Ben Higham Consulting


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AHRC Connected Communities
February 2014

Whatever happened to Community Music?

A report by Tony Brown, Ben Higham and Mark Rimmer, funded by the Arts and Humanities Research Council.

This report captures the thoughts and ideas of community music folk on where the sector is today and how it got here. Practitioners, trainers, managers, academics and funders all participated in a series of discussions exploring issues that all agreed were important aspects of community music activity. A previous report (McKay and Higham, 2011) identified that the ‘UK has been a pivotal player within the development of community music practice’ and these discussions set out to examine how the current state of the sector, bearing in mind the increasing emphasis on outcomes and the shift from collective to individual achievements, relates to the intentions and purposes of its dynamic past.

The meetings took place across the country (in Norwich, Manchester, Leeds and London) and sought to revitalise understandings, both inside and outside the sector, of community music’s potential role in connecting and developing communities. They also drew on participant’s expertise to develop priorities for further research that will increase understanding of the impacts of such activity.


Professional Culture Conflicts: Change Issues in Public Service Delivery

Tony Brown and Ben Higham with John Elliott and Christine O’Hanlon February 2012
Funded by Community University Engagement East at UEA, Norwich (CUEEast) as part of its Sustainable Living Programme and sponsored by Social Enterprise East of England (SEEE) Ltd.

Public service provision in the UK is being challenged by changes to structure, process and funding. As a result the context in which professionals and managers are required to deliver rapid change is characterised by paradox, inconsistency and incoherence. These confusions reflect the tension between the drive for higher quality services, at a time when the funding available to support such improvements is being urgently and radically reduced.

The research seeks to develop a clearer understanding of the cultural and operational issues posed by these changes by interviewing a range of public service professionals affected by them. Some respondents recognise the potential for opportunity and all are committed to service improvement. However, in practice professionals appear to be offered greater freedom and autonomy, and a move away from a target-driven culture, at the same time as the monitoring of simplistic and countable ‘outcomes’ is intensified.

In terms of emotional responses the spectrum was dramatic – ranging from supreme optimism and confidence, to head-shaking despair. Innovation and change are the rhetoric of encouragement whilst experience and professional confidence, necessary to deliver these things, are eroded by the shedding of experienced staff, and an obsession with governance and protocol.

The report recommends that a more honest dialogue needs to exist between policymakers and practitioners, so that a greater sense of shared purpose can be achieved, and the translation of policy into practice can be implemented and evaluated more effectively.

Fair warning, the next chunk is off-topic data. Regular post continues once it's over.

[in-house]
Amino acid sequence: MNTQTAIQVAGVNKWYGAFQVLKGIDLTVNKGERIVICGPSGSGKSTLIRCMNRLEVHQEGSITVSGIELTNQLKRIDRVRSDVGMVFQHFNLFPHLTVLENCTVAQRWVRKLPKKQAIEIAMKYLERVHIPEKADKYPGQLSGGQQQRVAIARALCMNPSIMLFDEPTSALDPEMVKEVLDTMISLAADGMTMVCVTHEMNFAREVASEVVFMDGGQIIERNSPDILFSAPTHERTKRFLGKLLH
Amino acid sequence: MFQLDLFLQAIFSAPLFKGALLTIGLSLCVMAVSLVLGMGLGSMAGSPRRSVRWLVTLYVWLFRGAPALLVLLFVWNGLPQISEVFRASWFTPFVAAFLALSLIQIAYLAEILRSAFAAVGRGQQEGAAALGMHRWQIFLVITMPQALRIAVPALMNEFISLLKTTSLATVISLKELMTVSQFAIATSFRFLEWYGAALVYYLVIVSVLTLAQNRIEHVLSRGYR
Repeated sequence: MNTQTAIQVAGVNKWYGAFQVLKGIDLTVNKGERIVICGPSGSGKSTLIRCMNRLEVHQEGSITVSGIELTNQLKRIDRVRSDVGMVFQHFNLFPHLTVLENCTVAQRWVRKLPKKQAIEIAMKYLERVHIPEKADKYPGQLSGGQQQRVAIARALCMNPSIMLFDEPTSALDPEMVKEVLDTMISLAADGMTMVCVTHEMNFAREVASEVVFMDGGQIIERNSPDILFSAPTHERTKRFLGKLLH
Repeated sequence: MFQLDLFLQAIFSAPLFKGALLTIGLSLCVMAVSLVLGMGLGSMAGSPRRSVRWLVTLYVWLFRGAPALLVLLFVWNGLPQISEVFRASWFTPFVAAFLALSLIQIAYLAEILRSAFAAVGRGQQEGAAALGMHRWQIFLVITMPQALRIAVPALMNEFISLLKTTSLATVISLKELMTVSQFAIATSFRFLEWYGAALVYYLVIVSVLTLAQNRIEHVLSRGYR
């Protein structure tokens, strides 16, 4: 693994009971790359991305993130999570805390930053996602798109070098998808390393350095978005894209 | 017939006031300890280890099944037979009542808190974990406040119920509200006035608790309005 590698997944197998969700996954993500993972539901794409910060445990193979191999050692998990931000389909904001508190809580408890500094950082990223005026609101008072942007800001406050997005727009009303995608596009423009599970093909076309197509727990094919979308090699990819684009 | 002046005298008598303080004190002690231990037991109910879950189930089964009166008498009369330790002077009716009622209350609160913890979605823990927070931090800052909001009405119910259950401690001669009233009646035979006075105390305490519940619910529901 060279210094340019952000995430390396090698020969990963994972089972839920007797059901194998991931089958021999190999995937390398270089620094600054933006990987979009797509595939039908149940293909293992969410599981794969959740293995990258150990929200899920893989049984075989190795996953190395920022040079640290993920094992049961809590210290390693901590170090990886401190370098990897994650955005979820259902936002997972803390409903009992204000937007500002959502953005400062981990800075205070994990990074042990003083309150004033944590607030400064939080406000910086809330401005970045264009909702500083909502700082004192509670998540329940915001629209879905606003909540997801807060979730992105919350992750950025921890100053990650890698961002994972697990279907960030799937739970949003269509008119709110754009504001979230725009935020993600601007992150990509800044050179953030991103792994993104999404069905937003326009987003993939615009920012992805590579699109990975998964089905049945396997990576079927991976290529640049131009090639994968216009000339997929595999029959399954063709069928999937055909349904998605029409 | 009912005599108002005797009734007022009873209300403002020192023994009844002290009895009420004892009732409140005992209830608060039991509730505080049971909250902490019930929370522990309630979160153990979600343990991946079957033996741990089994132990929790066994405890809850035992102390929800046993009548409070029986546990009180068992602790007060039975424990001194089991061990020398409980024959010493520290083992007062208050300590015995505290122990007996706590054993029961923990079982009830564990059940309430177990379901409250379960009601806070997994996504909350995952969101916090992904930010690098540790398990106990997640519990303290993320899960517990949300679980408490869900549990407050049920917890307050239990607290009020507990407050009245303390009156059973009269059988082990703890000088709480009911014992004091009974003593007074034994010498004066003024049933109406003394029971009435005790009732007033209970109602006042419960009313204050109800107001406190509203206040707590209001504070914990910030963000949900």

AHRC Connected Communities Community Music October 2011

Community music research review

Community music: history and current practice, its constructions of ‘community’, digital turns and future soundings

A report by George McKay and Ben Higham, funded by the Arts & Humanities Research Council.

The UK has been a pivotal national player within the development of community music practice. In the UK community music developed broadly from the 1960s and had a significant burgeoning period in the 1980s. Community music nationally and internationally has gone on to build a set of practices, a repertoire, an infrastructure of organisations, qualifications and career paths. There are elements of cultural and debatably pedagogic innovations in community music. These have to date only partly been articulated and historicised within academic research.

This document brings together and reviews research under the headings of history and definitions; practice; repertoire; community; pedagogy; digital technology; health and therapy; policy and funding, and impact and evaluation. A 90-entry, 22,000 word annotated bibliography was also produced. An informed group of 15 practitioners and academics reviewed the authors’ initial findings at a knowledge exchange colloquium and advised on further investigation. Some of the gaps in research identified are: an authoritative history, an examination of repertoire, the relationship with other music (practice), the freelance practitioner career, evidence of impact and value, the potential for a pedagogy.

Back to business

With Tony Brown, Social Enterprise East of England, Bedford, UK, 2010
How can social enterprises and their customers adapt to the opportunities arising from any change of values and expectations in the current business environment?

Transformation of Adult Social Care. February 2010

With Tony Brown, Social Enterprise East of England, Bedford, UK, 2010